U.S.-based manufacturer Evapco today announced its acquisition of Canadian-based manufacturer Systèmes LMP (known generally as LMP) to form subsidiary Evapco Systems LMP, combining Evapco’s expertise in ammonia/NH3 (R717) refrigeration with LMP’s in transcritical CO2 (R744) refrigeration in the North American marketplace.
Evapco Systems LMP (Evapco LMP for short) will operate at the headquarters of the former LMP in Laval, Quebec, and be led by Jeff Gingras, President of Evapco LMP. Gingras will report to Pat Strine, Senior Vice President of Taneytown, Maryland-based Evapco. All former LMP employees have transitioned to become employees of Evapco LMP. Terms of the acquisition were not disclosed.
“I am honored to join the Evapco family and I truly believe this acquisition will be highly beneficial for both LMP and Evapco,” said Gingras. “Having the Evapco experience and knowledge will help Evapco-LMP strengthen its position as a leader and innovator in the natural refrigerant market and allow us to achieve new heights.”
Founded in 1976, Evapco produces a wide range of natural refrigerant-based products for industrial refrigeration, including its Evapcold line of low-charge ammonia packaged penthouse and chiller units, as well as evaporators, vessels and condensers supporting large-charge, field-built centralized systems. Its 1.2:1 overfeed evaporator and DX evaporator are designed to reduce the charge of large industrial ammonia systems.
The former LMP, established in 1998, has manufactured transcritical CO2 systems for both commercial (supermarket) and industrial applications, with close to 400 transcritical CO2 systems in service, in both Canada and the U.S.
“Evapco LMP will combine LMP’s extensive CO2 experience and technology with Evapco’s established reputation, manufacturing capabilities and financial resources to accelerate CO2 market growth across North America and beyond,” said a statement signed by Strine, Gingras and Bill Bartley, President and CEO of Evapco. “Evapco LMP is also positioned to take advantage of the extensive research and development capabilities located at Evapco’s headquarters in Maryland to develop new CO2 products and systems that will revolutionize the CO2 market for years to come.”
In an interview with R744.com, Strine expanded on the prepared statement. “It’s been obvious to us that CO2 [refrigeration] is growing rapidly,” he said. “We wanted to expand our natural refrigerant portfolio to include CO2 systems with a company that shared our passion for customer service, quality products and environmentally sustainable solutions, and join the CO2 market faster than if we developed it on our own.”
Strine added that Evapco is not interested in the f-gas (HFC or HFO blend) market. “We think its days are numbered,” he said. “As natural refrigerant technologies continue to be developed and expanded, it will be shrinking, not growing.” HFO blends, he added, are less energy efficient than ammonia or CO2, especially in larger buildings and at freezer temperatures.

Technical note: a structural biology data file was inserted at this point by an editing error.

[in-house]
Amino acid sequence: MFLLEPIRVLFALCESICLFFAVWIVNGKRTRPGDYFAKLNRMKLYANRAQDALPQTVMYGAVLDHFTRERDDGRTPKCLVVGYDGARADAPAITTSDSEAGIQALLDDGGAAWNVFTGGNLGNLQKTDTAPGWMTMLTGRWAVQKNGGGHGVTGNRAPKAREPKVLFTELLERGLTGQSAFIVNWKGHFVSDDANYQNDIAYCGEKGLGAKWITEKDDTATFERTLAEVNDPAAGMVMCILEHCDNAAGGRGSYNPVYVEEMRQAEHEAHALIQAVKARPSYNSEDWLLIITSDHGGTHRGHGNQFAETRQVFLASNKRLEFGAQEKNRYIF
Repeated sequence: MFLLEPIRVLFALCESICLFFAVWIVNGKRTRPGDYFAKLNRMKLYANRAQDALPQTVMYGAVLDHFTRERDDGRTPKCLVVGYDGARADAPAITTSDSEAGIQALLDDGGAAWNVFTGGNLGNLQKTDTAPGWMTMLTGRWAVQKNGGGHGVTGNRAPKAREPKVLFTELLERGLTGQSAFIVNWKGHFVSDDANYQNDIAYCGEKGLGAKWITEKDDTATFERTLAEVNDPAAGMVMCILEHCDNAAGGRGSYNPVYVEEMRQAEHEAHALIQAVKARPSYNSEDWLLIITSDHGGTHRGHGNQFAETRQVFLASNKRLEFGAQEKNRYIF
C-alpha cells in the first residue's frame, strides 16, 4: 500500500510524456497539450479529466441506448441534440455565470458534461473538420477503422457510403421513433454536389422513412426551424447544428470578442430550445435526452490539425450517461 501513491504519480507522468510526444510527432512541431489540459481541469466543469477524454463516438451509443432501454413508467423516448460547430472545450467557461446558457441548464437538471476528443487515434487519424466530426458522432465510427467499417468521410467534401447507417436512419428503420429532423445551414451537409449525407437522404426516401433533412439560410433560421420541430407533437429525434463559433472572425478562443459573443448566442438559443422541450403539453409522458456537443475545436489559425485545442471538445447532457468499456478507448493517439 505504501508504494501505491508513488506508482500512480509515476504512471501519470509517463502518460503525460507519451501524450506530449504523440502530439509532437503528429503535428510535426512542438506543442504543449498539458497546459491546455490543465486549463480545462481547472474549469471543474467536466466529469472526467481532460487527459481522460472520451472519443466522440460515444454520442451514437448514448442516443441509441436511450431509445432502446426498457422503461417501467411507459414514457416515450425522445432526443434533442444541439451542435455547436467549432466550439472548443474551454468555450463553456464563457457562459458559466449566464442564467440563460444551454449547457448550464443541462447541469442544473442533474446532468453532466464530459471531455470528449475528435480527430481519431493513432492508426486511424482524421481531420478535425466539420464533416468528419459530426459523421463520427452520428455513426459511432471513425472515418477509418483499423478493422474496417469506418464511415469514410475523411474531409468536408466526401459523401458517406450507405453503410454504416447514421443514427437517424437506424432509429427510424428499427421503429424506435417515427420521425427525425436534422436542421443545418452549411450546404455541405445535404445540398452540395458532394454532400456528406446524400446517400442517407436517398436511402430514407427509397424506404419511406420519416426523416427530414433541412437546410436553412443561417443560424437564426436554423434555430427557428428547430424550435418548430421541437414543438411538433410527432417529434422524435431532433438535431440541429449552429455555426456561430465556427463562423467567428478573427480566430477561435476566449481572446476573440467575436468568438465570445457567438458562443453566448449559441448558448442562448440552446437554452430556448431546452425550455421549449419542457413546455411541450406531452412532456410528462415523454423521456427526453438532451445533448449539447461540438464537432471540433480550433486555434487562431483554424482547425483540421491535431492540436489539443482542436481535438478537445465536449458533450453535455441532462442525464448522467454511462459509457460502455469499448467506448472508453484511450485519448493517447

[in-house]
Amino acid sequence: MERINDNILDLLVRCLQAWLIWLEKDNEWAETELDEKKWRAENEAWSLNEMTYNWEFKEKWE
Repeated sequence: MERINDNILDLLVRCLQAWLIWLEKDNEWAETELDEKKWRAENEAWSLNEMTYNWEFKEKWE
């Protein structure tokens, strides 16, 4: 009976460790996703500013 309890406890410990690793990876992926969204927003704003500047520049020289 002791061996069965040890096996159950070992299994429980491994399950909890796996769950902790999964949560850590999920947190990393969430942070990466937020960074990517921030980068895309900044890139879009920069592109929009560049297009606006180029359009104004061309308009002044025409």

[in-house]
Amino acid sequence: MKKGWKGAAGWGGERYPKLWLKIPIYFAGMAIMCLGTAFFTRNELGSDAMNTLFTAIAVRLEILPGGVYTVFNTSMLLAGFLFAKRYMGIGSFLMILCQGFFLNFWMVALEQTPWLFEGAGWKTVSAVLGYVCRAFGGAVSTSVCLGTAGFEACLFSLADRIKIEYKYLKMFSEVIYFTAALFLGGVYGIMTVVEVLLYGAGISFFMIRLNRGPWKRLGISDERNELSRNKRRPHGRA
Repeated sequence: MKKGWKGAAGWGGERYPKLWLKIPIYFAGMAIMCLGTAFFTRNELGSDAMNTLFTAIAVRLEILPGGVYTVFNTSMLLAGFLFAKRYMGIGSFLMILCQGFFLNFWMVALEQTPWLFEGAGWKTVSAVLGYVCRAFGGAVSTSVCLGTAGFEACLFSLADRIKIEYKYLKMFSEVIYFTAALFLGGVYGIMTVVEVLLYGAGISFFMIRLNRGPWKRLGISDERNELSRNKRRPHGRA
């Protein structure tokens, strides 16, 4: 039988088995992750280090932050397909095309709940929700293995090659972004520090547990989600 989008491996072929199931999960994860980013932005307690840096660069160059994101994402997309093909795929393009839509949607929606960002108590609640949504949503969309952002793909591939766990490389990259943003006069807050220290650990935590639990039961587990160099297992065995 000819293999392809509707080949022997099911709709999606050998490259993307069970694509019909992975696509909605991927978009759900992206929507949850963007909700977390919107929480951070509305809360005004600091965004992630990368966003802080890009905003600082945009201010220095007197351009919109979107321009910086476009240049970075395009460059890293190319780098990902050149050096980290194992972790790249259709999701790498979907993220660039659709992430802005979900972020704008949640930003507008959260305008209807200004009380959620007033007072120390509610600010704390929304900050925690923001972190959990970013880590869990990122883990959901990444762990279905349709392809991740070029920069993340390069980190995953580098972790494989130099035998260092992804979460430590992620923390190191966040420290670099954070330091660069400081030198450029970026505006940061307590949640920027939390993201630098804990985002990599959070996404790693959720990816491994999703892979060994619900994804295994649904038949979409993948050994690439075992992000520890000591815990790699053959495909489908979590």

Moreover, in the industrial refrigeration sector, “we believe the majority of CO2 market growth is attributed to the displacement of f-gases, not ammonia,” said Strine. “So we think CO2 is complementary to ammonia” and the two refrigerants “will grow together and the entire industrial natural refrigeration market will get bigger.”
The acquisition also gives Evapco entry into the food retail sector for the first time via transcritical CO2 systems, which have grown significantly in installations in North American supermarkets over the past few years.
While Evapco offers predominantly ammonia products and systems, it has also provided industrial CO2 evaporators and vessels for many years, supporting manufacturers of ammonia/CO2 cascade systems.
Now, with the creation of Evapco-LMP, Evapco has announced a new industrial/commercial CO2 gas cooler, in both air-cooled and adiabatic versions. The gas cooler, along with Evapco’s other CO2 products, can be packaged with the transcritical CO2 systems made by Evapco LMP; previously LMP did not supply its own gas cooler or evaporator.
“We are very excited to be able to promote, for the first time, a single-source package of the CO2 skid, gas cooler and evaporators, where we can guarantee total quality and thermal performance” said Gingras.
CO2 and ammonia comparisons
Strine acknowledged that in some U.S. states and Canadian provinces, CO2 has an advantage over ammonia as an industrial refrigerant due to regulatory factors. New Jersey, for example, makes ammonia usage very difficult while Quebec “is all about CO2,” he said.
In addition, some industrial end users transitioning away from f-gas systems may be “hesitant to jump into ammonia” and see CO2 “as an easier transition,” Strine said. Moreover, for end users employing heat reclaim, CO2 offers advantages over other ammonia and other refrigerants, he noted.
On the other hand, ammonia has a long legacy in industrial refrigeration while CO2 is a relatively recent addition. And ammonia may be more suited for very large-capacity industrial applications than CO2 because ammonia requires far fewer compressors than CO2 does, Strine said (though larger CO2 compressors from companies like Dorin have entered the market).
In addition, Strine said, the efficiency impact of CO2’s higher pressures in warmer southern climates – though it can be mitigated with new technologies – has helped ammonia in those climates.
“We wanted to expand our natural refrigerant portfolio to include CO2 systems with a company that shared our passion for customer service, quality products and environmentally sustainable solutions, and join the CO2 market faster than if we developed it on our own.”Pat Strine, Evapco
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